A wonderful, warm-hearted read about a motherless white girl in South Carolina in the 1960s who, through strange circumstances, finds herself at the home of three black, bee-keeping sisters. It’s an optimistic, life-affirming book, and you learn a lot about bee-keeping in the process. There is a magical quality about this book. I loved it.
This “wee” book is the classic how-to book for telling stories written by a master storyteller, Donald Davis. Susan Lenoe (another master storyteller) highly recommends this book as a wonderful guide for anyone embarking on the art and adventure of telling a good old yarn.
Iris Murdoch’s characters are as complicated, as mixed up in their psyches as we are! They’re not always likable, but they are always intriguing. Descriptions of the landscape and buildings which the novel inhabits are both specific and evocative — brilliant, in a word. And her books are wickedly funny, too. The Bell is a good book to start on — it’s relatively short. Murdoch is a philosopher, so the lead character, Michael, does get into religious discussions with himself as he seeks to rationalize his ambivalent sexuality. Other good novels of hers: The Word Child, The Green Knight, and Nuns and Soldiers.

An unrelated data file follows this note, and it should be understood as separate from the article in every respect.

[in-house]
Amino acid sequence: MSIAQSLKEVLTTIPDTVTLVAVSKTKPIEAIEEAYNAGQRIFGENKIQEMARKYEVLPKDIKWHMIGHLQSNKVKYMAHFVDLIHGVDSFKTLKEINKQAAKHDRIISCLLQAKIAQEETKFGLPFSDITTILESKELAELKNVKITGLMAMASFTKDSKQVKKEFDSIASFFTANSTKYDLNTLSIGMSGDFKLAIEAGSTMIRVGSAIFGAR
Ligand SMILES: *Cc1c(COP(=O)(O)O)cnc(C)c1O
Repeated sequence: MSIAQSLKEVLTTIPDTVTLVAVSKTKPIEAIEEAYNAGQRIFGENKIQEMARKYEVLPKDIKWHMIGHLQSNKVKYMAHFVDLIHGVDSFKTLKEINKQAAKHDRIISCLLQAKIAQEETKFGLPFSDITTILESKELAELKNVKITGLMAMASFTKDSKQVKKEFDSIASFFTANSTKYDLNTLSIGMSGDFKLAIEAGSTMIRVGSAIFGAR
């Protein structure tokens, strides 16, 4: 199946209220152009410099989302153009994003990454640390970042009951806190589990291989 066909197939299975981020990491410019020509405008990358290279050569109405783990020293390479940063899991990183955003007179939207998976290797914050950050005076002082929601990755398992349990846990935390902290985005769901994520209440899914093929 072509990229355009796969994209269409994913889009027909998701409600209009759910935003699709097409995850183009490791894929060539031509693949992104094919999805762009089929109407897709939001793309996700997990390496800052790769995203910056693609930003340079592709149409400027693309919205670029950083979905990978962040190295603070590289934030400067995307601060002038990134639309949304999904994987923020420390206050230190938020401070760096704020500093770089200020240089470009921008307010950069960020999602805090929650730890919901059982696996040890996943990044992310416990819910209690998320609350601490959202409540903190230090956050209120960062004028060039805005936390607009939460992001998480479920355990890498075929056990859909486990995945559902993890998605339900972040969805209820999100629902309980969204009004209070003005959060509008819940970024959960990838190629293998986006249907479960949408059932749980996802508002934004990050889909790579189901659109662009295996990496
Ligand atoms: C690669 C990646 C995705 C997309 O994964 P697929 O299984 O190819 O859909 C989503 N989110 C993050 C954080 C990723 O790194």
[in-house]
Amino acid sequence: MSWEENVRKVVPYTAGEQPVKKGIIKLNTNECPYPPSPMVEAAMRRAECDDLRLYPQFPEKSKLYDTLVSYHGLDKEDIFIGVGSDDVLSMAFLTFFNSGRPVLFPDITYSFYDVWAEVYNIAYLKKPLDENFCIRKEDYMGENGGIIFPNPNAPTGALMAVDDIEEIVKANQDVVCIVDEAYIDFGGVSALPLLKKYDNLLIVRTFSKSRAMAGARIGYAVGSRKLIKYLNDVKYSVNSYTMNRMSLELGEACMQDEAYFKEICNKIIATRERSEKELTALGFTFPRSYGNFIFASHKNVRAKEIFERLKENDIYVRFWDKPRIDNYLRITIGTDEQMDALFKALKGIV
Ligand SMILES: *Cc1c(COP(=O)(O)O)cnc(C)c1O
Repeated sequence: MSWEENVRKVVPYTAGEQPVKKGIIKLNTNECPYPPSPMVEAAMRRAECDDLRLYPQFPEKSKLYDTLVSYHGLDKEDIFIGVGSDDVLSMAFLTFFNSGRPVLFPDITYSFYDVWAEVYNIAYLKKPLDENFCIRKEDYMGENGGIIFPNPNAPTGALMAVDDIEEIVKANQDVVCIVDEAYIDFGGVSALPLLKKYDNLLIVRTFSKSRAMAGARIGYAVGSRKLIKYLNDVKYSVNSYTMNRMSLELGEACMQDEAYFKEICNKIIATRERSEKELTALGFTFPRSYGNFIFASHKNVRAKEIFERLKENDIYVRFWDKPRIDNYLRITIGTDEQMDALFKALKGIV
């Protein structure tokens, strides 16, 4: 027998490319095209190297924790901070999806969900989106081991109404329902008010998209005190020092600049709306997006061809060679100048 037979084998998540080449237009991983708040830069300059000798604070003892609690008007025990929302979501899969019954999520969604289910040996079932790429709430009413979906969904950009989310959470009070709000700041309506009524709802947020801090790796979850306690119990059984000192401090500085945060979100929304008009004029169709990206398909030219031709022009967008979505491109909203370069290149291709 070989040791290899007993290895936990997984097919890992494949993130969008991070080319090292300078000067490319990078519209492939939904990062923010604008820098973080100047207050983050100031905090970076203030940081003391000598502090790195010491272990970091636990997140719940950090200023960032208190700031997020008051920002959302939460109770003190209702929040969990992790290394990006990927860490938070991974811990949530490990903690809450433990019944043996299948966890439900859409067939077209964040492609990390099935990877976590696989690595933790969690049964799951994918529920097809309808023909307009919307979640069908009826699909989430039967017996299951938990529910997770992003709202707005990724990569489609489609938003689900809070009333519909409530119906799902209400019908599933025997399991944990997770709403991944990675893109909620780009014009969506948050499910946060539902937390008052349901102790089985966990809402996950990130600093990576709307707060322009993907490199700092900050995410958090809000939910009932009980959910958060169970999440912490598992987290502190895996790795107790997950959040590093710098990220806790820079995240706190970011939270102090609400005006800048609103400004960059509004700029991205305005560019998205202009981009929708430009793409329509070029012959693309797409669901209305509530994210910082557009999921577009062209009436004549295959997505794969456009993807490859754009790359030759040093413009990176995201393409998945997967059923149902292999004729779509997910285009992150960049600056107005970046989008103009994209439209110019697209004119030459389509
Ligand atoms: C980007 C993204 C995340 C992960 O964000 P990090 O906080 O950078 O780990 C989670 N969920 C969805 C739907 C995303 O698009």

An engrossing read. Somehow, Elizabeth Berg manages to write simply but eloquently about relationships! Great for a “quick read.”